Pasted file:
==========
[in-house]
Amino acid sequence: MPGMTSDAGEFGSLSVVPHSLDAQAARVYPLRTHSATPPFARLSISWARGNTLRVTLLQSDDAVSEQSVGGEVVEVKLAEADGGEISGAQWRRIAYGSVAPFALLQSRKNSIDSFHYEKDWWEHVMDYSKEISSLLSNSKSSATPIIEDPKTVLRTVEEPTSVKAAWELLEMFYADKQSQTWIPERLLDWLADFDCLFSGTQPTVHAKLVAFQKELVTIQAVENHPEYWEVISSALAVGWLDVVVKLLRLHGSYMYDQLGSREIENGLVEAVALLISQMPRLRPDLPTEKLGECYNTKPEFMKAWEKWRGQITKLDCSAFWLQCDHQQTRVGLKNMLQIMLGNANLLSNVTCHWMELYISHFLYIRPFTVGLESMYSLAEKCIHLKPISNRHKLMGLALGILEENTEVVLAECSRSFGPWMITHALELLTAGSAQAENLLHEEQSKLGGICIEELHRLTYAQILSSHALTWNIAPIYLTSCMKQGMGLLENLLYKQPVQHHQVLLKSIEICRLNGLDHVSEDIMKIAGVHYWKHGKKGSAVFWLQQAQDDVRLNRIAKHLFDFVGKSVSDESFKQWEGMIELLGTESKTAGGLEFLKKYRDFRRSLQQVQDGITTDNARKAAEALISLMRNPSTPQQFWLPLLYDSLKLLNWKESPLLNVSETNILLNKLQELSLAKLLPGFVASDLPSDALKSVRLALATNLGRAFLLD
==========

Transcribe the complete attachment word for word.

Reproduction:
[in-house]
Amino acid sequence: MPGMTSDAGEFGSLSVVPHSLDAQAARVYPLRTHSATPPFARLSISWARGNTLRVTLLQSDDAVSEQSVGGEVVEVKLAEADGGEISGAQWRRIAYGSVAPFALLQSRKNSIDSFHYEKDWWEHVMDYSKEISSLLSNSKSSATPIIEDPKTVLRTVEEPTSVKAAWELLEMFYADKQSQTWIPERLLDWLADFDCLFSGTQPTVHAKLVAFQKELVTIQAVENHPEYWEVISSALAVGWLDVVVKLLRLHGSYMYDQLGSREIENGLVEAVALLISQMPRLRPDLPTEKLGECYNTKPEFMKAWEKWRGQITKLDCSAFWLQCDHQQTRVGLKNMLQIMLGNANLLSNVTCHWMELYISHFLYIRPFTVGLESMYSLAEKCIHLKPISNRHKLMGLALGILEENTEVVLAECSRSFGPWMITHALELLTAGSAQAENLLHEEQSKLGGICIEELHRLTYAQILSSHALTWNIAPIYLTSCMKQGMGLLENLLYKQPVQHHQVLLKSIEICRLNGLDHVSEDIMKIAGVHYWKHGKKGSAVFWLQQAQDDVRLNRIAKHLFDFVGKSVSDESFKQWEGMIELLGTESKTAGGLEFLKKYRDFRRSLQQVQDGITTDNARKAAEALISLMRNPSTPQQFWLPLLYDSLKLLNWKESPLLNVSETNILLNKLQELSLAKLLPGFVASDLPSDALKSVRLALATNLGRAFLLD